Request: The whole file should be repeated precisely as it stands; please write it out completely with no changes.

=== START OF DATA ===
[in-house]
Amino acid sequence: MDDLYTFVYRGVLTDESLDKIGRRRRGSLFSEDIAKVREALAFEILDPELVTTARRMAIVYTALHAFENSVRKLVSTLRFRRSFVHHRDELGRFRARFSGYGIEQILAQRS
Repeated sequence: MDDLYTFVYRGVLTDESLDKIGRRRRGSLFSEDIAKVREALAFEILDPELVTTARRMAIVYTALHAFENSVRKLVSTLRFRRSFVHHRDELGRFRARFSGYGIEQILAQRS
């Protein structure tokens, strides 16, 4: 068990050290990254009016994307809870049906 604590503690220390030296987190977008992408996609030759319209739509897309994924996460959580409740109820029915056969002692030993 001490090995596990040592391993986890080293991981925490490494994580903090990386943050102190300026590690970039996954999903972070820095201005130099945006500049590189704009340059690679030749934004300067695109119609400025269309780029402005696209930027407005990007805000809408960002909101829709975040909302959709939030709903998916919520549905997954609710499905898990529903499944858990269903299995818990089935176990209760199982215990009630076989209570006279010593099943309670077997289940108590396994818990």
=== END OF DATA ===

[in-house]
Amino acid sequence: MDDLYTFVYRGVLTDESLDKIGRRRRGSLFSEDIAKVREALAFEILDPELVTTARRMAIVYTALHAFENSVRKLVSTLRFRRSFVHHRDELGRFRARFSGYGIEQILAQRS
Repeated sequence: MDDLYTFVYRGVLTDESLDKIGRRRRGSLFSEDIAKVREALAFEILDPELVTTARRMAIVYTALHAFENSVRKLVSTLRFRRSFVHHRDELGRFRARFSGYGIEQILAQRS
């Protein structure tokens, strides 16, 4: 068990050290990254009016994307809870049906 604590503690220390030296987190977008992408996609030759319209739509897309994924996460959580409740109820029915056969002692030993 001490090995596990040592391993986890080293991981925490490494994580903090990386943050102190300026590690970039996954999903972070820095201005130099945006500049590189704009340059690679030749934004300067695109119609400025269309780029402005696209930027407005990007805000809408960002909101829709975040909302959709939030709903998916919520549905997954609710499905898990529903499944858990269903299995818990089935176990209760199982215990009630076989209570006279010593099943309670077997289940108590396994818990």